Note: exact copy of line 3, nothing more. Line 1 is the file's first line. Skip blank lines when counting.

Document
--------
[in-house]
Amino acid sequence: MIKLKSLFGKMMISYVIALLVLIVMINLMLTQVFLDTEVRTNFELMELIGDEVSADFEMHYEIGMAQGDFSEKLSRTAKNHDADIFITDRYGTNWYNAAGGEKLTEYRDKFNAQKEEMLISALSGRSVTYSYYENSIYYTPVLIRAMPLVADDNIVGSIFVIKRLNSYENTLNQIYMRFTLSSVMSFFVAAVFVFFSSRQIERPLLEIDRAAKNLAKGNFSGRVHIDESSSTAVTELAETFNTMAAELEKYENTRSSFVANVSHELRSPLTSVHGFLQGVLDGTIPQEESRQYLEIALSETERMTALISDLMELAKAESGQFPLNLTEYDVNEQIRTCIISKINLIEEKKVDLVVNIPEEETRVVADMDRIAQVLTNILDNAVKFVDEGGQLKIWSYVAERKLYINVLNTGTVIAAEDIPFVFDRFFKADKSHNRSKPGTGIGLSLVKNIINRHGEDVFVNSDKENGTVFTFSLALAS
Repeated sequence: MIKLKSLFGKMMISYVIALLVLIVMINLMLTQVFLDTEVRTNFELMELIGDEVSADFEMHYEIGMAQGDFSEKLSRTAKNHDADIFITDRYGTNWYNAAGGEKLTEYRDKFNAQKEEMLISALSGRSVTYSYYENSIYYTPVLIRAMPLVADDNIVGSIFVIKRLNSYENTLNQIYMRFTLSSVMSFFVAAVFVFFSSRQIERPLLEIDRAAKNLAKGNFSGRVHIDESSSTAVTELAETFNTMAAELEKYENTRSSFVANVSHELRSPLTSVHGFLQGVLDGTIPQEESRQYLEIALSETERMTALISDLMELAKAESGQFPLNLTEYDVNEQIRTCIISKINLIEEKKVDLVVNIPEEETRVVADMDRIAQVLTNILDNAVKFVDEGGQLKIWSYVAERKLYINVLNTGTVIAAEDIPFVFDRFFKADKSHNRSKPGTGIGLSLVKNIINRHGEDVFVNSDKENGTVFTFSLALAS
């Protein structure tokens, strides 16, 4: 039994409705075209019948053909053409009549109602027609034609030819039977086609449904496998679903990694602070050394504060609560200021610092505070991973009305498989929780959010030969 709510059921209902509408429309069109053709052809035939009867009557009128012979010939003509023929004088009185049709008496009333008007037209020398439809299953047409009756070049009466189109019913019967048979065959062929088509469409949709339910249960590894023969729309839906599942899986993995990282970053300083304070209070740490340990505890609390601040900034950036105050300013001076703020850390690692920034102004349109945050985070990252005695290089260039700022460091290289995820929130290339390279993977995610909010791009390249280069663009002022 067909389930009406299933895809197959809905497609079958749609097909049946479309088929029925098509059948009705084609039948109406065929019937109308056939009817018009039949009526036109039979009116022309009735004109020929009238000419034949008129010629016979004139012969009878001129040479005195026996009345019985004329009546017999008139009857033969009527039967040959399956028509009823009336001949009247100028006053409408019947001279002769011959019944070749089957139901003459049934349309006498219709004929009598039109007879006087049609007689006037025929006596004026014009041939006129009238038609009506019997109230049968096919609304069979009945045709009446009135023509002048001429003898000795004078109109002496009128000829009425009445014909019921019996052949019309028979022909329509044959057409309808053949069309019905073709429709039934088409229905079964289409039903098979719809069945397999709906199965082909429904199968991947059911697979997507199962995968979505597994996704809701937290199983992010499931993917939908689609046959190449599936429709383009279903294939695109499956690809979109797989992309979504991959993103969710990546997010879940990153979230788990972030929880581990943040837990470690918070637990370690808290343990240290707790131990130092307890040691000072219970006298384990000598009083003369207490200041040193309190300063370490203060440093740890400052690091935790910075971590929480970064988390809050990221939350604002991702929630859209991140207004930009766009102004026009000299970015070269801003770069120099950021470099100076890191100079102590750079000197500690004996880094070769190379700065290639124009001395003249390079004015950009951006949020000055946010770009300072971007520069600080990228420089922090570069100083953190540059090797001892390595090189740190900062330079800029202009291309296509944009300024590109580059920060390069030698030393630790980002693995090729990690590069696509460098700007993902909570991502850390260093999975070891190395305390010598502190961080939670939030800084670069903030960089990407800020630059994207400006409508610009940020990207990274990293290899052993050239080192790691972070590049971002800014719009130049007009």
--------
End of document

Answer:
Repeated sequence: MIKLKSLFGKMMISYVIALLVLIVMINLMLTQVFLDTEVRTNFELMELIGDEVSADFEMHYEIGMAQGDFSEKLSRTAKNHDADIFITDRYGTNWYNAAGGEKLTEYRDKFNAQKEEMLISALSGRSVTYSYYENSIYYTPVLIRAMPLVADDNIVGSIFVIKRLNSYENTLNQIYMRFTLSSVMSFFVAAVFVFFSSRQIERPLLEIDRAAKNLAKGNFSGRVHIDESSSTAVTELAETFNTMAAELEKYENTRSSFVANVSHELRSPLTSVHGFLQGVLDGTIPQEESRQYLEIALSETERMTALISDLMELAKAESGQFPLNLTEYDVNEQIRTCIISKINLIEEKKVDLVVNIPEEETRVVADMDRIAQVLTNILDNAVKFVDEGGQLKIWSYVAERKLYINVLNTGTVIAAEDIPFVFDRFFKADKSHNRSKPGTGIGLSLVKNIINRHGEDVFVNSDKENGTVFTFSLALAS